Startup Yume joins forces with Suez on epic installation showing the scale of Australia’s food waste crisis


Yume founder and chief Katy Barfield and Suez chief for Australia and New Zealand Mark Venhoek. Source: supplied.

Surplus food reselling platform Yume has partnered with global waste management giant Suez on an installation intended to demonstrate the scale of Australia’s food waste problem.

According to Yume, 4.1 million tonnes of surplus food from the commercial sector goes to waste in Australia every year, accounting for 55% of all food waste in the country. Apparently, that’s about the equivalent of 560 semi-trailer loads.

The installation is intended to portray the literal car crash of the situation, showing two collided trucks with boxes of (presumably fake) apples, zucchinis and all kinds of other edibles going flying and scattering onto the tarmac.

Founded in 2016 by former SecondBite chief Katy Barfield, Yume provides an online marketplace allowing commercial food producers to sell surplus stock to retailers. Think salmon that’s too close to its use-by date to be accepted by the supermarkets being redirected to fill sandwiches at a chain of cafes.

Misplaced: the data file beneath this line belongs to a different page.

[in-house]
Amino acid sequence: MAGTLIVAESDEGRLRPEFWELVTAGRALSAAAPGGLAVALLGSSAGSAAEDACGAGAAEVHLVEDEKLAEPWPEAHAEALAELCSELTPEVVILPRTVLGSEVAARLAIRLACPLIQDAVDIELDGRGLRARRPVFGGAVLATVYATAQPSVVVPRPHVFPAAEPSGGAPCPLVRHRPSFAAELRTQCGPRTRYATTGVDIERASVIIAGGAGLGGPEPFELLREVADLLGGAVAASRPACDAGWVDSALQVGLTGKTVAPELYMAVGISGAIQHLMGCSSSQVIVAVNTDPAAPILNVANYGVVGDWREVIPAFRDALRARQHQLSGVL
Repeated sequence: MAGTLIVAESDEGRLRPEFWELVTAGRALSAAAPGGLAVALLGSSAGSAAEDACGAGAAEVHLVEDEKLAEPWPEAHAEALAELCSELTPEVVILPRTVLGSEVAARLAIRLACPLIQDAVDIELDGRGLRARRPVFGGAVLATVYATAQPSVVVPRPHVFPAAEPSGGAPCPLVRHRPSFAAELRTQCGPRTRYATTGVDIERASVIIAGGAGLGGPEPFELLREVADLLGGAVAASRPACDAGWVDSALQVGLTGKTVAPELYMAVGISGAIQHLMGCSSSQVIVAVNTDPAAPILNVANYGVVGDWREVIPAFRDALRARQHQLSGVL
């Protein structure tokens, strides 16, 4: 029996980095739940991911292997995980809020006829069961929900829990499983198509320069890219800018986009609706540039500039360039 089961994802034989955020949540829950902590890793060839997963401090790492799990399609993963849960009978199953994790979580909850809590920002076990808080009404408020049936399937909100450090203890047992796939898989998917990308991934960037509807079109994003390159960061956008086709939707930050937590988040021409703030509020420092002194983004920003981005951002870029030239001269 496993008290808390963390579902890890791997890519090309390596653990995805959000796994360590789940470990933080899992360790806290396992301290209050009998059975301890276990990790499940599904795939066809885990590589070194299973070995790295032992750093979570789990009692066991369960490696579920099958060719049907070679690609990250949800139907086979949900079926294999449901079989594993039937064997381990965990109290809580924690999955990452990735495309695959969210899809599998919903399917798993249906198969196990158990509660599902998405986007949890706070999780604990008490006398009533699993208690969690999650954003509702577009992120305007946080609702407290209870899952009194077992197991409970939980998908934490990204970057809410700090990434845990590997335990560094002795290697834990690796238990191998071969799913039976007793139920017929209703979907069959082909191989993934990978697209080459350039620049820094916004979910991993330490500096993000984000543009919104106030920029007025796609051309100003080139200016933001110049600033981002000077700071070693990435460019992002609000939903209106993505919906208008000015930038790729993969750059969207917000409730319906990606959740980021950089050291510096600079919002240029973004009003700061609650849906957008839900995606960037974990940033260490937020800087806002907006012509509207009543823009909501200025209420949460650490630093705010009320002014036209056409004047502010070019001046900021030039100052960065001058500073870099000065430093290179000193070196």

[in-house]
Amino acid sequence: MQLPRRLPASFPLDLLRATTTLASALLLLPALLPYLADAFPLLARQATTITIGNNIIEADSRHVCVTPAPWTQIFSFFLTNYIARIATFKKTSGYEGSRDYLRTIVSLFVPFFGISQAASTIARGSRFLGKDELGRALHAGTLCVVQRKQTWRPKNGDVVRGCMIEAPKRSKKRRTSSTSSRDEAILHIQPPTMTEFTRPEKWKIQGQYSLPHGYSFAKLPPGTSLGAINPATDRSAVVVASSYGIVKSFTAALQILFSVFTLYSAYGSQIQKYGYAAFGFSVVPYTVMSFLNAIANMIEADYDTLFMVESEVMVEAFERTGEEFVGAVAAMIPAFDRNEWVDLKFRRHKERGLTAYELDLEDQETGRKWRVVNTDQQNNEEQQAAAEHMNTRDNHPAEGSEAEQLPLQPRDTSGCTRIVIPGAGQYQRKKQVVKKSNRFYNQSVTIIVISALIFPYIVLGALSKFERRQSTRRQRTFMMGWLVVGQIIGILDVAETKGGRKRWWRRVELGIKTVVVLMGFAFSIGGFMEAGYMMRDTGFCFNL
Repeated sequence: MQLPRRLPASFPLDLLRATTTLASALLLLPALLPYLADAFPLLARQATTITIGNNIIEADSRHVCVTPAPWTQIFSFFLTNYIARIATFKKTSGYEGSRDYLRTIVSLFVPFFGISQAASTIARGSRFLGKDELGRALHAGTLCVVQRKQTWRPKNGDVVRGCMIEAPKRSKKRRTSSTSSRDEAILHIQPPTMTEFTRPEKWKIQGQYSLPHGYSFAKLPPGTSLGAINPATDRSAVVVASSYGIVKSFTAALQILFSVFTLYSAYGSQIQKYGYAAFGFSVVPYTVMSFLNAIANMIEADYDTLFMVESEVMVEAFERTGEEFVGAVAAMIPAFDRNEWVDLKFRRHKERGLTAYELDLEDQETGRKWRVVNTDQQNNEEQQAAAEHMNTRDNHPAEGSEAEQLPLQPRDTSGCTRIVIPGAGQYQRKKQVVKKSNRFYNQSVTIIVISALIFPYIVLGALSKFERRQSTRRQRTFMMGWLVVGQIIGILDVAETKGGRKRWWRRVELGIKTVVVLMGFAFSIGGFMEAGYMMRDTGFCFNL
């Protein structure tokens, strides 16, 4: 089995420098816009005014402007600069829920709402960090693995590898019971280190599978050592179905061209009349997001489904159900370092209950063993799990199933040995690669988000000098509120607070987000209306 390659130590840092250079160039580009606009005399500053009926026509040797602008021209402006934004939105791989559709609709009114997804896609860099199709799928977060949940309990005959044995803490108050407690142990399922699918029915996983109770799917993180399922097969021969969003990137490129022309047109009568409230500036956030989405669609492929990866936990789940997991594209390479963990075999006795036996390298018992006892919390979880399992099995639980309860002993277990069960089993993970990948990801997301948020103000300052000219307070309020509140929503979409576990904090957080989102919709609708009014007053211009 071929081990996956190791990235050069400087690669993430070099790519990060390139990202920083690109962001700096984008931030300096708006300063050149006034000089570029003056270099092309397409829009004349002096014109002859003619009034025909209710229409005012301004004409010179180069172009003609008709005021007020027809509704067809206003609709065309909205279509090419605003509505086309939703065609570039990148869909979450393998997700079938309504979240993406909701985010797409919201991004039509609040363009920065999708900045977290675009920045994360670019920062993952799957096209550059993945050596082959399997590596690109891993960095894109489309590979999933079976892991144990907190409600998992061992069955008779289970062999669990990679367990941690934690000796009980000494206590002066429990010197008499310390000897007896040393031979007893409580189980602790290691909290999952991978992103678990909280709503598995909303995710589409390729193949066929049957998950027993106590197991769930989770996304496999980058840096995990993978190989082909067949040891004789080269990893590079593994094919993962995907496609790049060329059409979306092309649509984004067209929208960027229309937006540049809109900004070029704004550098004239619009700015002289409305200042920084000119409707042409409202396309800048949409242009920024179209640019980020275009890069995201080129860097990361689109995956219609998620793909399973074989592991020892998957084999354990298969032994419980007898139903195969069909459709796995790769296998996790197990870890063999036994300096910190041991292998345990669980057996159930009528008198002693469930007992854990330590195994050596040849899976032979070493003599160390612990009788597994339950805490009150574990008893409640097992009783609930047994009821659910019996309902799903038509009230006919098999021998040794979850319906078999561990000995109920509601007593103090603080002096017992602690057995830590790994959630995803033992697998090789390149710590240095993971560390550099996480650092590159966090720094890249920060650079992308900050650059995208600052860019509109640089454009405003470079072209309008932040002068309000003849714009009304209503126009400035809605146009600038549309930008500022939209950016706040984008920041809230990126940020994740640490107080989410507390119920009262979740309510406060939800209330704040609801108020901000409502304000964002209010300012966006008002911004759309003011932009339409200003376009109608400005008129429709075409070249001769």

To date, the startup has saved more than 1.3 million kilograms of food from landfill, while offering better deals to hospitality businesses and making sure the producers still make a cut ⁠— more than if they ditched it, at least.

In a statement, Mark Venhoek, chief of Suez in Australia and New Zealand, said he’s all for driving collaboration on tackling the food waste crisis.

“We need to start taking responsibility for all the waste we produce,” he said.

“And we can achieve this by joining forces to speed up the development of more advanced approaches to recycling in Australia.”

NOW READ: Maggots, mulch and meals: Meet four Aussie businesses committed to eliminating food waste

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